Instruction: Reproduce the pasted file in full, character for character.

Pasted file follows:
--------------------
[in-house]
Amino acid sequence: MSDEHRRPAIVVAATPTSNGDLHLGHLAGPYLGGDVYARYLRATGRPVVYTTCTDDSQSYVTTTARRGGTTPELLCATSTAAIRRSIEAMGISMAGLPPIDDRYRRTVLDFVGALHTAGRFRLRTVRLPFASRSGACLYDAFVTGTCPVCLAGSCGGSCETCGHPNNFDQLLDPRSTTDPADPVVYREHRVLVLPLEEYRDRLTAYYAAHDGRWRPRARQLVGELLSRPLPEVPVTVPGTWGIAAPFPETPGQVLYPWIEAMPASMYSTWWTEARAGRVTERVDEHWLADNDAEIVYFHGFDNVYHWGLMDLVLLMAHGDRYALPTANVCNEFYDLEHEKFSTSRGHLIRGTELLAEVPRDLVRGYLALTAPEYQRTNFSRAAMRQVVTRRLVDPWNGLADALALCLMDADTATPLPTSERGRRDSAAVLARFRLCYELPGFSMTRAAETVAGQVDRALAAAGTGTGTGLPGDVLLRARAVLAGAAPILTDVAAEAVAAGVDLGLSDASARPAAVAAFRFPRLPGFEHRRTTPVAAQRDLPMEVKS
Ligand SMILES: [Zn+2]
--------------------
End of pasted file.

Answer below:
[in-house]
Amino acid sequence: MSDEHRRPAIVVAATPTSNGDLHLGHLAGPYLGGDVYARYLRATGRPVVYTTCTDDSQSYVTTTARRGGTTPELLCATSTAAIRRSIEAMGISMAGLPPIDDRYRRTVLDFVGALHTAGRFRLRTVRLPFASRSGACLYDAFVTGTCPVCLAGSCGGSCETCGHPNNFDQLLDPRSTTDPADPVVYREHRVLVLPLEEYRDRLTAYYAAHDGRWRPRARQLVGELLSRPLPEVPVTVPGTWGIAAPFPETPGQVLYPWIEAMPASMYSTWWTEARAGRVTERVDEHWLADNDAEIVYFHGFDNVYHWGLMDLVLLMAHGDRYALPTANVCNEFYDLEHEKFSTSRGHLIRGTELLAEVPRDLVRGYLALTAPEYQRTNFSRAAMRQVVTRRLVDPWNGLADALALCLMDADTATPLPTSERGRRDSAAVLARFRLCYELPGFSMTRAAETVAGQVDRALAAAGTGTGTGLPGDVLLRARAVLAGAAPILTDVAAEAVAAGVDLGLSDASARPAAVAAFRFPRLPGFEHRRTTPVAAQRDLPMEVKS
Ligand SMILES: [Zn+2]